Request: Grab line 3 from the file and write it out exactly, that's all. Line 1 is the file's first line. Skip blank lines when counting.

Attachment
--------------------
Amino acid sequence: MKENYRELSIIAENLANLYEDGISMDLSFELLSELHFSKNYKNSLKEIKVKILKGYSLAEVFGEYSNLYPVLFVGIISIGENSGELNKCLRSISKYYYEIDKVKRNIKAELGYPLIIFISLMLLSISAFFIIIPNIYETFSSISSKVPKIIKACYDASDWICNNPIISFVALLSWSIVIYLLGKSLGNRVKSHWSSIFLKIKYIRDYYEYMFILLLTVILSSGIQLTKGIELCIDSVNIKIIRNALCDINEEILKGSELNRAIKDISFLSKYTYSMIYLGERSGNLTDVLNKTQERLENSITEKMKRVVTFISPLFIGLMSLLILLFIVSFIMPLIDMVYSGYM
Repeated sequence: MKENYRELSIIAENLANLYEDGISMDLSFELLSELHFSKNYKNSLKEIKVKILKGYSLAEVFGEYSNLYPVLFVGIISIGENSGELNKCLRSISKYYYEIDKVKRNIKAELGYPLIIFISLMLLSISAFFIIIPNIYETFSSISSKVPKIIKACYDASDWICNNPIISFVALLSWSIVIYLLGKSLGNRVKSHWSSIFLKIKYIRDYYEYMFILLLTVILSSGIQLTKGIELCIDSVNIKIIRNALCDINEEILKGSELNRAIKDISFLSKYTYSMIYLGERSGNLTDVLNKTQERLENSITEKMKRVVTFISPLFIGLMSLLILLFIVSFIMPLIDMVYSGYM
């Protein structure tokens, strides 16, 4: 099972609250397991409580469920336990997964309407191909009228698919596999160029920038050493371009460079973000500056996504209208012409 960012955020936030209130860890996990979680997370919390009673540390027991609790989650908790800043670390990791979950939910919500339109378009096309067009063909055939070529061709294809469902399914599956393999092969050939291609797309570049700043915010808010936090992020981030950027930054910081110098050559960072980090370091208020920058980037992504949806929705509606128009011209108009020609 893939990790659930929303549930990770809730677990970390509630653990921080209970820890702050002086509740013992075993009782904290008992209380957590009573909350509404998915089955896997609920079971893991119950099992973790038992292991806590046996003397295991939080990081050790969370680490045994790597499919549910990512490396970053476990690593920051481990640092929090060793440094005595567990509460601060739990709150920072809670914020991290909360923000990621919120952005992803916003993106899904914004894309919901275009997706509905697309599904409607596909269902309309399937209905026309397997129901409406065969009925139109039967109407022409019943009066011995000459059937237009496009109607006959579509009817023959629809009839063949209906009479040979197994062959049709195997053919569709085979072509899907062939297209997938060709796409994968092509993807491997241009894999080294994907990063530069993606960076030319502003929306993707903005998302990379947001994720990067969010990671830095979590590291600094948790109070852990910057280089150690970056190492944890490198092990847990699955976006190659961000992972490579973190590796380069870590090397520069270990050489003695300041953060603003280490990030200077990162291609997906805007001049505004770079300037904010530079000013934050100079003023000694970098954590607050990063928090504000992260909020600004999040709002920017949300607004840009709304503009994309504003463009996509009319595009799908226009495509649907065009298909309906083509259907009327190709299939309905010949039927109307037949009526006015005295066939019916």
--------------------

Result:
């Protein structure tokens, strides 16, 4: 099972609250397991409580469920336990997964309407191909009228698919596999160029920038050493371009460079973000500056996504209208012409 960012955020936030209130860890996990979680997370919390009673540390027991609790989650908790800043670390990791979950939910919500339109378009096309067009063909055939070529061709294809469902399914599956393999092969050939291609797309570049700043915010808010936090992020981030950027930054910081110098050559960072980090370091208020920058980037992504949806929705509606128009011209108009020609 893939990790659930929303549930990770809730677990970390509630653990921080209970820890702050002086509740013992075993009782904290008992209380957590009573909350509404998915089955896997609920079971893991119950099992973790038992292991806590046996003397295991939080990081050790969370680490045994790597499919549910990512490396970053476990690593920051481990640092929090060793440094005595567990509460601060739990709150920072809670914020991290909360923000990621919120952005992803916003993106899904914004894309919901275009997706509905697309599904409607596909269902309309399937209905026309397997129901409406065969009925139109039967109407022409019943009066011995000459059937237009496009109607006959579509009817023959629809009839063949209906009479040979197994062959049709195997053919569709085979072509899907062939297209997938060709796409994968092509993807491997241009894999080294994907990063530069993606960076030319502003929306993707903005998302990379947001994720990067969010990671830095979590590291600094948790109070852990910057280089150690970056190492944890490198092990847990699955976006190659961000992972490579973190590796380069870590090397520069270990050489003695300041953060603003280490990030200077990162291609997906805007001049505004770079300037904010530079000013934050100079003023000694970098954590607050990063928090504000992260909020600004999040709002920017949300607004840009709304503009994309504003463009996509009319595009799908226009495509649907065009298909309906083509259907009327190709299939309905010949039927109307037949009526006015005295066939019916």